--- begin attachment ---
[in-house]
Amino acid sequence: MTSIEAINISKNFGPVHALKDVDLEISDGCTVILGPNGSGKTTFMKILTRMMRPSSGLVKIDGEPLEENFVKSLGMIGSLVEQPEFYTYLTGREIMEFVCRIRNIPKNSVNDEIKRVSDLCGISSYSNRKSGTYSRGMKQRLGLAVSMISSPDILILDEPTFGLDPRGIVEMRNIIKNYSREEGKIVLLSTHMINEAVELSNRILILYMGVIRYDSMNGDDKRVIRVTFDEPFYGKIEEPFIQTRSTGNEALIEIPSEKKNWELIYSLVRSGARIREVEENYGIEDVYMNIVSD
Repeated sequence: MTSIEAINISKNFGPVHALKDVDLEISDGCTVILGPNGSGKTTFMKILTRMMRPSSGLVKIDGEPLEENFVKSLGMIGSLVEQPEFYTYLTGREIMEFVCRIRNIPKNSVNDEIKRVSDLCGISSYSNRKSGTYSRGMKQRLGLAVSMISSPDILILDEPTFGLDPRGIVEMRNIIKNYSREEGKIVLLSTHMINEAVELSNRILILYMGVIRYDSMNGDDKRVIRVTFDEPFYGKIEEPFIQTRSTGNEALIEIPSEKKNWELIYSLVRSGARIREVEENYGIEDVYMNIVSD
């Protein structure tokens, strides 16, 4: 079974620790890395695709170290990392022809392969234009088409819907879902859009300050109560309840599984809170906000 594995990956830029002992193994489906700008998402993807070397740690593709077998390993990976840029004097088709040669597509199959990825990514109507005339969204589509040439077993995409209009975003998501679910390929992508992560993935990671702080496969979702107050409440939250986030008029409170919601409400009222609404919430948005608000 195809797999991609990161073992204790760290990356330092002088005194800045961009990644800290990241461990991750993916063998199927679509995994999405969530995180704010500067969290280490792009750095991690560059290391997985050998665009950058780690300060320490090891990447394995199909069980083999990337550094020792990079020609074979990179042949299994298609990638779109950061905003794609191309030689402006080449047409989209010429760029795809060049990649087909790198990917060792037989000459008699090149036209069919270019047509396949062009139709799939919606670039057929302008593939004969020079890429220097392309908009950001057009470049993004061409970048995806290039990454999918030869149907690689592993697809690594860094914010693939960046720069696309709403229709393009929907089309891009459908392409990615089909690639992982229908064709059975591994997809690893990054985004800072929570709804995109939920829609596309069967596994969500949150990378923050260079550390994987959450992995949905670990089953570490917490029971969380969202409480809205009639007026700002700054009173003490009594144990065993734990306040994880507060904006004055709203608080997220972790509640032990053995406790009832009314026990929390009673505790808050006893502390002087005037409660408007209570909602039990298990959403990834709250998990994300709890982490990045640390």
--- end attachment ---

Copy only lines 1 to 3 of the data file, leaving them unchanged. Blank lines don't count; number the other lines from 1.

[in-house]
Amino acid sequence: MTSIEAINISKNFGPVHALKDVDLEISDGCTVILGPNGSGKTTFMKILTRMMRPSSGLVKIDGEPLEENFVKSLGMIGSLVEQPEFYTYLTGREIMEFVCRIRNIPKNSVNDEIKRVSDLCGISSYSNRKSGTYSRGMKQRLGLAVSMISSPDILILDEPTFGLDPRGIVEMRNIIKNYSREEGKIVLLSTHMINEAVELSNRILILYMGVIRYDSMNGDDKRVIRVTFDEPFYGKIEEPFIQTRSTGNEALIEIPSEKKNWELIYSLVRSGARIREVEENYGIEDVYMNIVSD
Repeated sequence: MTSIEAINISKNFGPVHALKDVDLEISDGCTVILGPNGSGKTTFMKILTRMMRPSSGLVKIDGEPLEENFVKSLGMIGSLVEQPEFYTYLTGREIMEFVCRIRNIPKNSVNDEIKRVSDLCGISSYSNRKSGTYSRGMKQRLGLAVSMISSPDILILDEPTFGLDPRGIVEMRNIIKNYSREEGKIVLLSTHMINEAVELSNRILILYMGVIRYDSMNGDDKRVIRVTFDEPFYGKIEEPFIQTRSTGNEALIEIPSEKKNWELIYSLVRSGARIREVEENYGIEDVYMNIVSD